3. Assemble the device with the patterned glass substrate on the bottom, double-sided tape spacers in the middle, and ITO-glass substrate on the top. Sandwich droplets between the two substrates.
4. Apply driving potentials (~500 VRMS and 15 kHz) between electrodes on the bottom and top plates, which causes droplets to a) dispense, b) move, c) merge, and d) mix as shown.

Figure 3

What else should I know?


  • Potentials of ~500 VRMS  are appropriate for bottom plates formed from a 160 mu.gifm coverslip.  Lower potentials can be used with thinner coverslips.
  • Additionally, lower voltages can be used for substrates formed from materials with higher dielectric constants than glass.
  • Clean surfaces with methanol or water after every use.
  • Thinner cover slips are difficult to use because they are very brittle and fragile.

Acknowledgements


We thank Irena Barbulovic-Nad for helpful discussions.

References


[1] A. R. Wheeler, Science, 2008, 322, 539-540.
[2] S. K. Cho, H. J. Moon and C. J. Kim, Journal of Microelectromechanical Systems, 2003, 12, 70-80.
[3] M. G. Pollack, A. D. Shenderov and R. B. Fair, Lab Chip, 2002, 2, 96-101.
[4] M. J. Jebrail, N. Lafreniere, H. Yang and A. R. Wheeler,  A two-for-one dielectric and hydrophobic layer for digital microfluidics, Chips & Tips (Lab on a Chip), 6 July 2010.
[5] M. W. Watson, M. Abdelgawad, G. Ye, N. Yonson, J. Trottier and A. R. Wheeler, Anal. Chem., 2006, 78, 7877-7885.
[6] M. Abdelgawad and A. R. Wheeler, Adv. Mat., 2007, 19, 133-137.
[7] M. Abdelgawad and A. R. Wheeler, Microfluid. Nanofluid., 2008, 4, 349-355.

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A two-for-one dielectric and hydrophobic layer for digital microfluidics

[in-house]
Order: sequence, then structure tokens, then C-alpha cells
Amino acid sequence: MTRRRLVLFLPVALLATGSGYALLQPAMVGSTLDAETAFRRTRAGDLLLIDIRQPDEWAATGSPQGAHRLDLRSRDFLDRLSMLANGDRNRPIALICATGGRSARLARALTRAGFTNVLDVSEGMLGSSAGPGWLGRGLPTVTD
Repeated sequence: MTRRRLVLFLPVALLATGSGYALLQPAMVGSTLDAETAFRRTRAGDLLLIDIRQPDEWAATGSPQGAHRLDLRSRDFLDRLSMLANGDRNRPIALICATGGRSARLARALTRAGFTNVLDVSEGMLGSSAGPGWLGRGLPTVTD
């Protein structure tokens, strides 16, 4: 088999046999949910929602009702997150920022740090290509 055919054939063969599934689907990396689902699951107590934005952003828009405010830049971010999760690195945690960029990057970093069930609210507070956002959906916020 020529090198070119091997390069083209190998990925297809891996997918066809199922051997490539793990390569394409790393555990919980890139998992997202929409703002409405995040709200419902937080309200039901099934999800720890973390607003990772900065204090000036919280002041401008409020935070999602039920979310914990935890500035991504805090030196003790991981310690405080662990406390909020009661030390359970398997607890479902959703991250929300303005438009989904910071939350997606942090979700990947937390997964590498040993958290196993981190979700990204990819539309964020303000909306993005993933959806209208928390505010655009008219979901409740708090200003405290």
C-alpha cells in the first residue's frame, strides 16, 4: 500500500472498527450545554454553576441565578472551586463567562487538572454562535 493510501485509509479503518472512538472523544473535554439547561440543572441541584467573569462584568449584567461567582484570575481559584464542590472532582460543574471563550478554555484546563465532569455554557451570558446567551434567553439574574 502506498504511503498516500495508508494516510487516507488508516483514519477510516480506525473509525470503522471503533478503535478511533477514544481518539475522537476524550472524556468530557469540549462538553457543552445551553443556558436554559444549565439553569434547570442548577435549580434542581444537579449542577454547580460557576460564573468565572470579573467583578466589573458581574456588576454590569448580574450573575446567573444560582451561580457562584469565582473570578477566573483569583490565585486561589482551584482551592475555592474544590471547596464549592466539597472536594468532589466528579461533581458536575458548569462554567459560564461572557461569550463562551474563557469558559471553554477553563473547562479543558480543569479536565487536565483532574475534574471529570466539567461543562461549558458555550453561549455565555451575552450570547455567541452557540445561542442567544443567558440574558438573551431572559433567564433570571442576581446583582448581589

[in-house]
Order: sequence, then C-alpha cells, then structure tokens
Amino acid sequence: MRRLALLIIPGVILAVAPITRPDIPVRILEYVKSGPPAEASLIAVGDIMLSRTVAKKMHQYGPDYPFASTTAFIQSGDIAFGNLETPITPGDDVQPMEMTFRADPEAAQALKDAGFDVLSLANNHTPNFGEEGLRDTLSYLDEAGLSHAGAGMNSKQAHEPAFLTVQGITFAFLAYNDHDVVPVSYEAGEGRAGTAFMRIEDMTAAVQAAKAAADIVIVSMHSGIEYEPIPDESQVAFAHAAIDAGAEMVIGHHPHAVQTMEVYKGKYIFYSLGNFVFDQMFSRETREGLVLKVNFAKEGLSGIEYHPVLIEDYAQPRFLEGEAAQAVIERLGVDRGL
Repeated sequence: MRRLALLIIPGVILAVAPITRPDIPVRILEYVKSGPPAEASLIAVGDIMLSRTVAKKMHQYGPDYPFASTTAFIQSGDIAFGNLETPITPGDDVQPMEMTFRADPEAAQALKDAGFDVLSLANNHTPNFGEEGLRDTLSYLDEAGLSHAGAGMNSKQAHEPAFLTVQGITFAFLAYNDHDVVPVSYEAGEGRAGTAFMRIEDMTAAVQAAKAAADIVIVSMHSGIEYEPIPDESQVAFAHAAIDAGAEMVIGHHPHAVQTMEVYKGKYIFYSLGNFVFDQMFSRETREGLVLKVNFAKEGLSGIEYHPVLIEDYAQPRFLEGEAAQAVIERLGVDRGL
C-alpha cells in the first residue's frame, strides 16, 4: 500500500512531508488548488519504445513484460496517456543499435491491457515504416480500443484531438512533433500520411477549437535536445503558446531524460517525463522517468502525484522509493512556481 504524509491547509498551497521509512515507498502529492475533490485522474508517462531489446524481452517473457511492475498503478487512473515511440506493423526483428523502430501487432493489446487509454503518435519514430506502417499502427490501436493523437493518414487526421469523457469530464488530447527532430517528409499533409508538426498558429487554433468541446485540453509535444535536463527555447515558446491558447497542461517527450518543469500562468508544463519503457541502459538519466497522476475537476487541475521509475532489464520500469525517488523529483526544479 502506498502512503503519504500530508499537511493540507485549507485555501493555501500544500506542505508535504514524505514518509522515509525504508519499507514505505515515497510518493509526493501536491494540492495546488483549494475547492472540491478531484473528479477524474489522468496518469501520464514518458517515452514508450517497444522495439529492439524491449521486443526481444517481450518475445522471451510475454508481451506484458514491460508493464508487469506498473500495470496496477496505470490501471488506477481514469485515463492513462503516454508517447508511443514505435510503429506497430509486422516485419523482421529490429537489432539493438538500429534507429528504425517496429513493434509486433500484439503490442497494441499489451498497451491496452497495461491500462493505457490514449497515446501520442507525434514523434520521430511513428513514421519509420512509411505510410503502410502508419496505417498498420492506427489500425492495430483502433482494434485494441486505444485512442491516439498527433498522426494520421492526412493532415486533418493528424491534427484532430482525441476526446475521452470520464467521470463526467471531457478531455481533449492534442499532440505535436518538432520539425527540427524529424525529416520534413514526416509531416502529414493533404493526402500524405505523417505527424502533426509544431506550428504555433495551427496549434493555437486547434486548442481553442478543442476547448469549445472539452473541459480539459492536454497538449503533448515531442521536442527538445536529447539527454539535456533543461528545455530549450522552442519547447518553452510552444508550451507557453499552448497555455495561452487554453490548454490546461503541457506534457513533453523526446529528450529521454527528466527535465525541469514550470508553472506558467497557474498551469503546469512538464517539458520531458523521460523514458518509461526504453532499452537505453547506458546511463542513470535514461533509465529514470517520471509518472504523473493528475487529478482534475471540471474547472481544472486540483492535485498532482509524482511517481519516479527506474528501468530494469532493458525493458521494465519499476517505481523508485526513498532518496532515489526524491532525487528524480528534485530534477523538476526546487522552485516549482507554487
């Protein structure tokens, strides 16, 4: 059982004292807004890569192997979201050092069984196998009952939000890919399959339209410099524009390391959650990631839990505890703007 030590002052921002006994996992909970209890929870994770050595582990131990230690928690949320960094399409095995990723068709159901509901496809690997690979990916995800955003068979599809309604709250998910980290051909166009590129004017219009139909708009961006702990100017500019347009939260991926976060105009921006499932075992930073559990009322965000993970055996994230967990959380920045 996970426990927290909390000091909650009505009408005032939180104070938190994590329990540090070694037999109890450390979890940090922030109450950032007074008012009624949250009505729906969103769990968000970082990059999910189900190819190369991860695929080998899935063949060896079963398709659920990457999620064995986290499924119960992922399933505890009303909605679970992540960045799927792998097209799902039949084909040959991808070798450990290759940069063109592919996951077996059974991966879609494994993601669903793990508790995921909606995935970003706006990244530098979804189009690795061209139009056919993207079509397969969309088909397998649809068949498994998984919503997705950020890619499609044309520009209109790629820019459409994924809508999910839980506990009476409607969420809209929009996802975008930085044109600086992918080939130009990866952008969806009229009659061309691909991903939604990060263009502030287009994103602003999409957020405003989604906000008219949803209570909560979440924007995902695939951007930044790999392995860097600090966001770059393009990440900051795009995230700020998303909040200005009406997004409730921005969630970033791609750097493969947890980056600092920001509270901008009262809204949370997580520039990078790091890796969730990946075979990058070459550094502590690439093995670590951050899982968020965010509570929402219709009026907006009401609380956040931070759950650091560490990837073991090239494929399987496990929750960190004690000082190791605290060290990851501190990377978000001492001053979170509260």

Mais J. Jebrail, Nelson Lafreniere, Hao Yang and Aaron R. Wheeler
Department of Chemistry, University of Toronto, Ontario, Canada

Why is this useful?


Digital microfluidics (DMF) is a technique in which droplets of reagents in micro- to nano-liter volumes are manipulated by applying a series of electrical potentials to an array of electrodes[1]. In DMF devices, the actuation electrodes are coated with an insulating layer. Upon application of electrical potentials, charges accumulate on either side of the insulator, a phenomenon that can be exploited to make droplets move, merge, mix, split, and dispense from reservoirs. The insulating layer is covered by an additional hydrophobic coating, which reduces droplet sticking to the surface[2]. The instruments and materials required for forming these layers are expensive (tens-to-hundreds of thousands of dollars) and the deposition methods are time-consuming (many hours). We recently [3] demonstrated a new strategy for reusing DMF devices by fitting them with insulating polymer coverings (e.g., food wrap) that are spin-coated with Teflon. Here, we share an even simpler method that is cheap (tens of dollars) and fast (minutes)  featuring a two-for-one insulating and hydrophobic layer formed from laboratory wrap (Parafilm®, Alcan Packaging, Neenah, WI). No Teflon is required for fabricating these devices, and we speculate that this will be useful for laboratories interested in rapid prototyping for various applications.